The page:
A number of my stories contain sexual content. I don't see any reason to leave out a sex scene in a story anymore than I would leave out a scene of dialogue, since both show how the characters relate to each other. Language and love-making are often not only about revealing, but concealing, and that interests me. Both tell the reader what sort of person a character is.

But writing about sex itself, simply to write about sex, has never interested me.

I thought about her request, but couldn't honestly see myself writing every other week about sex in the news. I thanked her, told her I primarily wrote stories, that the sex in my stories probably wasn't of the type in which she'd be interested, and in any event I couldn't write a new story every two weeks. She wrote back, asking if I'd send her a sample of one of the stories I'd be willing to sell to them, that perhaps they could publish stories of mine on an occasional basis instead. I sent her The Rape, the full text of which is here, figuring that would show her what I meant, and it did. She thanked me, but said it would be too explicit for her readers. She attached a sample story to show what they were interested in. It was well-written, but was basically an "I Got Lucky Last Night" tale, the sort of writing that's done with one hand. I sincerely appreciated her contacting me to see if we could work something out, and wrote her back thanking her for her interest, but telling her that what she had shown me wasn't the type of story I write.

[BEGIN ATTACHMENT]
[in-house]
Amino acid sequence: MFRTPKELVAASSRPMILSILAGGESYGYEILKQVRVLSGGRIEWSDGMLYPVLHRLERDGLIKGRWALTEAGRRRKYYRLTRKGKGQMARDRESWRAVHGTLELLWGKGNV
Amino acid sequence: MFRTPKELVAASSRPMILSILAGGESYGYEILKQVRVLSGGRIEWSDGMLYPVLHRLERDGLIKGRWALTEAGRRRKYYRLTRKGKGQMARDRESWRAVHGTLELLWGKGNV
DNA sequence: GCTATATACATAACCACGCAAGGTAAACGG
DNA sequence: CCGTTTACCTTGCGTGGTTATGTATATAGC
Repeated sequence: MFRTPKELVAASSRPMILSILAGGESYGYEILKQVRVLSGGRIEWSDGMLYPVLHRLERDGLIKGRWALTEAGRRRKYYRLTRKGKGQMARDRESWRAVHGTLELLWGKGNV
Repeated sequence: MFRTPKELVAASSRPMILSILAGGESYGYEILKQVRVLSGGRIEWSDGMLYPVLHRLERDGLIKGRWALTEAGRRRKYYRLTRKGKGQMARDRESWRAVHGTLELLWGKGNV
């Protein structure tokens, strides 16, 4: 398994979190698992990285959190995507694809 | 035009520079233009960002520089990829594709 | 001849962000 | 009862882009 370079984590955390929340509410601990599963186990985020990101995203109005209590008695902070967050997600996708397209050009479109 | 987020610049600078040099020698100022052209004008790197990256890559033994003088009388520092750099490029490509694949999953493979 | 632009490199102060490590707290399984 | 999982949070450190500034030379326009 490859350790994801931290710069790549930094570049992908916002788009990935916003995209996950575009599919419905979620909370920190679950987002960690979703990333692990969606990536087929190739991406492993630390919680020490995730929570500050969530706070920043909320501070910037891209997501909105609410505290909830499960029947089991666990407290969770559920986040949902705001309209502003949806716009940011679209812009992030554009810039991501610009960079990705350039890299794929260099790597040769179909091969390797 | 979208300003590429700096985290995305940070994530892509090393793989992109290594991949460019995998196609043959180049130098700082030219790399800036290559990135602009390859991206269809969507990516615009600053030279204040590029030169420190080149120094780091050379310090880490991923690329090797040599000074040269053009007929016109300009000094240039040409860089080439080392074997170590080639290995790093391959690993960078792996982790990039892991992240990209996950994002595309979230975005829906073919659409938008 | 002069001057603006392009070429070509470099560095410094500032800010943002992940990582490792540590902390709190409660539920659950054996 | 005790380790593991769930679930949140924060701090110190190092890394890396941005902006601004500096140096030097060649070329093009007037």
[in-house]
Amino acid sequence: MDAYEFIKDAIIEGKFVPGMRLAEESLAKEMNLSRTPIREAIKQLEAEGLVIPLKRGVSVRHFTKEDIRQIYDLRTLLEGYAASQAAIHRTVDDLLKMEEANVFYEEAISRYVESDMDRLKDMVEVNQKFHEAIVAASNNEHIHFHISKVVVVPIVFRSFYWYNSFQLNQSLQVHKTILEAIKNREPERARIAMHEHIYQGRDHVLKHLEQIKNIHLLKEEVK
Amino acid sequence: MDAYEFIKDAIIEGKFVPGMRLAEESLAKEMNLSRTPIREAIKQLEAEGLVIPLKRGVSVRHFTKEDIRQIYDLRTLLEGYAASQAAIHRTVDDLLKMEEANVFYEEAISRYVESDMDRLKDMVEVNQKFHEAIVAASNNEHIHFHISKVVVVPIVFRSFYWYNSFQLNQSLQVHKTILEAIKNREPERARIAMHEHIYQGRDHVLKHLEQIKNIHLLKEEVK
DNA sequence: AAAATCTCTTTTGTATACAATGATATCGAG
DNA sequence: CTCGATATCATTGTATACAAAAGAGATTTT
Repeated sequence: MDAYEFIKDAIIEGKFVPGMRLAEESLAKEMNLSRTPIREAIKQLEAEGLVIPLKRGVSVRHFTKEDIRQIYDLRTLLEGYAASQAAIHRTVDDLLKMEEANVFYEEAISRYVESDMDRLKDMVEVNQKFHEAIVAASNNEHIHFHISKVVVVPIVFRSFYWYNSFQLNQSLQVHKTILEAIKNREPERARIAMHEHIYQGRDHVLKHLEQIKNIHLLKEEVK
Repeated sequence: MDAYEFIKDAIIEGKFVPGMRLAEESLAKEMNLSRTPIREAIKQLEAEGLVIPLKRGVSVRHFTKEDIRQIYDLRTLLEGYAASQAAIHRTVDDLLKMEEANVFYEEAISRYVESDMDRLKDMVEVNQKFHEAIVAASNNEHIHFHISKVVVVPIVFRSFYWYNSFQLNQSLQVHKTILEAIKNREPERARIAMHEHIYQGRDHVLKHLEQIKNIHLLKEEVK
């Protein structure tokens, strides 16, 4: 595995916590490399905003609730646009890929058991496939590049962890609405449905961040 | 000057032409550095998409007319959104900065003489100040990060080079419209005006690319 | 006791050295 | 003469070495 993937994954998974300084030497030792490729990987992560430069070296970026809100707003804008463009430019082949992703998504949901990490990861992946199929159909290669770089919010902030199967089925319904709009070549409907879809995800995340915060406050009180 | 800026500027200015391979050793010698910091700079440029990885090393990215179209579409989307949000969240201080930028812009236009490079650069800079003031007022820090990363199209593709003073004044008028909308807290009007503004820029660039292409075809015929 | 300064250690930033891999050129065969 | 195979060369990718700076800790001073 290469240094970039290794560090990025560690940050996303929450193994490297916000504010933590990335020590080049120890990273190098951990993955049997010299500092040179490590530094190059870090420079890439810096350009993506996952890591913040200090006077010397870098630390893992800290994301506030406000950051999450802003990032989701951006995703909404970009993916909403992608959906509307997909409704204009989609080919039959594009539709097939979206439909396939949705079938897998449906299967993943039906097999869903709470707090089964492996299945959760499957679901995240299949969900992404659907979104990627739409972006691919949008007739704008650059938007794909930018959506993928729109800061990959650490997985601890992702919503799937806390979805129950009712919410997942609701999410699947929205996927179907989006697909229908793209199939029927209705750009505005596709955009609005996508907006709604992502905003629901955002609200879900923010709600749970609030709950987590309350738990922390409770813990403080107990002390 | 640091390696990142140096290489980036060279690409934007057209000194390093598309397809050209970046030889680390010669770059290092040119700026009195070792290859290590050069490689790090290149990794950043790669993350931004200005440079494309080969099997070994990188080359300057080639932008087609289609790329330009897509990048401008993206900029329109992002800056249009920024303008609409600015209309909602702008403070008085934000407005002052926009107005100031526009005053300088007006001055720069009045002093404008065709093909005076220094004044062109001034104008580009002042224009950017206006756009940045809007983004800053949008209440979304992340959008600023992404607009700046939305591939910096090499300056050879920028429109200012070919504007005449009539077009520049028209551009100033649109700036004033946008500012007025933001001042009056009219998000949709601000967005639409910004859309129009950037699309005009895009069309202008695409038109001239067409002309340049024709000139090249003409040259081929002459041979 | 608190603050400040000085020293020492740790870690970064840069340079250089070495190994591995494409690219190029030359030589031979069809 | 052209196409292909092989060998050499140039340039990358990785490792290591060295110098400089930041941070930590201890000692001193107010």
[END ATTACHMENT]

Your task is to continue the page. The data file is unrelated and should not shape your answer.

Still, it would have been a lot of fun, knowing I was being read in Malaysian households every other week.

It's funny how we respond to events in our lives.

In the weeks following September 11, without meaning to, I realized that in odd moments I would work in my mind on what I thought a fitting monument to the World Trade Center victims should look like. I didn't do this for any particular reason. It's just something my mind chose to do when I wasn't fully using it.

A number of proposed monuments were unveiled this week, so I thought I'd unveil mine. I don't for a moment think it will actually be used, but I wanted to share it anyway.

I picture two white walls, outer and inner, both seven feet tall, all around the site, so that no one can see the site from the street.

You enter through a modest opening in the outer wall, then must walk through the roofless tunnel created by outer and inner walls around all four sides of the unseen site. Given the number of blocks destroyed, the journey should take about an hour.

As you complete your circuit of the fourth side, a modest opening in the inner wall lets you see the site itself. It will be an immense, sunken rectangle a quarter of a mile deep, lined with white, like the biggest, scariest drained swimming pool in the world.

The purpose of the hour's walk between the walls is to make people physically realize the enormity of the site. After that long a walk through such a narrow passage, the hope is that the sudden exposure to the immense hole in the ground will produce a sense of agoraphobia, maybe even vertigo, to make people emotionally realize the enormity of what happened here.